First, it turns out that what I actually love is Wagner’s Siegfried’s Funeral. It’s use in the sword-tossing final scene is absolutely goosebump-inducing.

I think it really captures the *weirdness *of Malory.

De-Christianizing the Grail quest was an odd choice, though, and a bad one.

Don’t forget Helen Mirren as Morgana.

Does anyone have the scoop on why she & Nicol Williamson despised each other so much?

Such an awesome movie, I can’t think of anything I don’t like about it!

What is the name of the music on the soundtrack when they rode to their final battle and all the land came back to life? I love that sequence, so moving…

I cry every time at the scene where Arthur visits Guinevere at the convent and tells her how he wished he could come back, just as a man, and have her take him back. “It is a dream I have…”, he says. ::sob::

I think that was “O Fortuna” from Carmina Burana.

I have no inside knowledge, but apparently they had worked together in a Trevor Nunn production of “Macbeth,” and got into some nasty fights there. So, they were already hostile to each other before they were cast in “Excalibur.”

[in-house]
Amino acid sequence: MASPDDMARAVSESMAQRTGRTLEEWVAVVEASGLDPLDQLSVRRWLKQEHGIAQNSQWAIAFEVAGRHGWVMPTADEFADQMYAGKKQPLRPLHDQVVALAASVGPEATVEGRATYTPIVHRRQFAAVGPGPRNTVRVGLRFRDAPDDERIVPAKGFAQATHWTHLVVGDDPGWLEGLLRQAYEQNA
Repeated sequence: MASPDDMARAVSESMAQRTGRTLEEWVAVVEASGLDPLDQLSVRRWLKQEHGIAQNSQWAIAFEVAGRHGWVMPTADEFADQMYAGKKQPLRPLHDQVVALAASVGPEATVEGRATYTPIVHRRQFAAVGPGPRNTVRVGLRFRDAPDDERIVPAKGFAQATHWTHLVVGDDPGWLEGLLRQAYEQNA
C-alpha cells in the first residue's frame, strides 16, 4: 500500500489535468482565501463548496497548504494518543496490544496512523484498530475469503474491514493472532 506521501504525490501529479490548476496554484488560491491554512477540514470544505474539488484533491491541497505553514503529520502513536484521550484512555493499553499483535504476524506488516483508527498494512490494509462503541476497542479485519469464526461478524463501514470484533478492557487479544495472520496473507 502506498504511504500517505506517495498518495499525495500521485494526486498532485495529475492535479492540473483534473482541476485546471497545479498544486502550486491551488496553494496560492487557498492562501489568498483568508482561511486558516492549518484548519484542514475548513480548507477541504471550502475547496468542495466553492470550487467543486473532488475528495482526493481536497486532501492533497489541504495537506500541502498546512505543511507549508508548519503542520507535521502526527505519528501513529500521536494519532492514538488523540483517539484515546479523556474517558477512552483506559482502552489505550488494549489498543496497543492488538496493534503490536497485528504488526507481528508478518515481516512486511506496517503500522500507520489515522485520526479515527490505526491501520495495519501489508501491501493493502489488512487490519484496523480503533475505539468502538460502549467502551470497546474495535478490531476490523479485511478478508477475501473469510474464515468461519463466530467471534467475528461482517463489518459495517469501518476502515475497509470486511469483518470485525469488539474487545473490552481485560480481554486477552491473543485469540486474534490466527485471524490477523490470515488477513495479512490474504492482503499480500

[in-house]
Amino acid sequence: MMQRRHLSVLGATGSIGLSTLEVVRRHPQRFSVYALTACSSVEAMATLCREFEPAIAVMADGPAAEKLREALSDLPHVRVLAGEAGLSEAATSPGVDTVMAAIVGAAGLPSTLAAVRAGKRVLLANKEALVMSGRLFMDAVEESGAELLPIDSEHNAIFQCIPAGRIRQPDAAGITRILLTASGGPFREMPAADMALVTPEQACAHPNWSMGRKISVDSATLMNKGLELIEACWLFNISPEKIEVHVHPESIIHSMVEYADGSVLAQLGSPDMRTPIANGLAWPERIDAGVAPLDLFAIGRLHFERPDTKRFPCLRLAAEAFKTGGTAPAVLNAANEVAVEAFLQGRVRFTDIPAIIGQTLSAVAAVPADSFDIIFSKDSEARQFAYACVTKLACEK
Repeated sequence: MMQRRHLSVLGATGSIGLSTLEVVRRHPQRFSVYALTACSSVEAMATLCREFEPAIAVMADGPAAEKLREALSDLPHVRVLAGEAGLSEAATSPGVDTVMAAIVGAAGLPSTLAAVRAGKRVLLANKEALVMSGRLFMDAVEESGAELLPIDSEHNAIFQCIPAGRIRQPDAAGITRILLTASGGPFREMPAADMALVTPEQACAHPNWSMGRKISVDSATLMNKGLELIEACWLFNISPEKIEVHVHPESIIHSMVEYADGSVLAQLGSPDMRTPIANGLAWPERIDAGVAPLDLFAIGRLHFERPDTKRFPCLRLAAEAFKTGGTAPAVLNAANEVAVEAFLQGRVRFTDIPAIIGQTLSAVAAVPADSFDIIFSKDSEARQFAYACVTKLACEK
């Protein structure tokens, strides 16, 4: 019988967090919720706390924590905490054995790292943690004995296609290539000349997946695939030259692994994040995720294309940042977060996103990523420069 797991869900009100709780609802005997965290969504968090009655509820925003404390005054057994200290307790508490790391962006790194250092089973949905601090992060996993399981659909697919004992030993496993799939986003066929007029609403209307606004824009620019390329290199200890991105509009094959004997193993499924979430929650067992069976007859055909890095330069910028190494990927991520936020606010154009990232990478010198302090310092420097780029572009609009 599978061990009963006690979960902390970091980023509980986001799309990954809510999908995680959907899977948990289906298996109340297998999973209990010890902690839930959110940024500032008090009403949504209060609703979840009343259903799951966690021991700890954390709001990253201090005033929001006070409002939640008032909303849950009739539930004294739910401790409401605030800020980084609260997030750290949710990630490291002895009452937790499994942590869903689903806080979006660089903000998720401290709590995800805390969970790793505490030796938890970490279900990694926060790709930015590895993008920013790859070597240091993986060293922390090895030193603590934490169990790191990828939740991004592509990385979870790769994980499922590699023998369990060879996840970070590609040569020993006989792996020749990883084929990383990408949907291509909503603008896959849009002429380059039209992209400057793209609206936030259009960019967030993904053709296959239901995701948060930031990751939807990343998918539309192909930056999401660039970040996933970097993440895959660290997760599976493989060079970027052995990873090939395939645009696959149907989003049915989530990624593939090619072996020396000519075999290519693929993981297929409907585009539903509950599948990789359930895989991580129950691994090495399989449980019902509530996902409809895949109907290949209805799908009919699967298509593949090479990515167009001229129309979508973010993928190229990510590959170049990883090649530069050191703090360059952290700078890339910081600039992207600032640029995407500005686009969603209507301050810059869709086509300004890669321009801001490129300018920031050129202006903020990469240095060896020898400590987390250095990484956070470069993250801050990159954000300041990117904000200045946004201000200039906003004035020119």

You forgot the best part: Cherie Lunghi as Guinevere.

This is one of my favorite movies of all time. The bombastic Wagner soundtrack underscoring the epic scale of the legend; the misty landscapes, the anachronistic shining armor from the middle ages. And the characters: the harshness of Uther contrasted with the innocence of Arthur.
I liked the de-christianizing of the Grail Legend, especially the old religion making way for the new One God.

Some of the effects are a little dated and cheesey now, but I still love this film.

I first saw this in the theater with my dad. I was around 12 or so. Pop didn’t realize there’s be quite so much nudity or I doubt he’d have agreed to take me.

Anyway, even then, and moreso watching it now, I always saw this scene as an indirect, “Hey, honey, how’s about one for the road for old time’s sake?”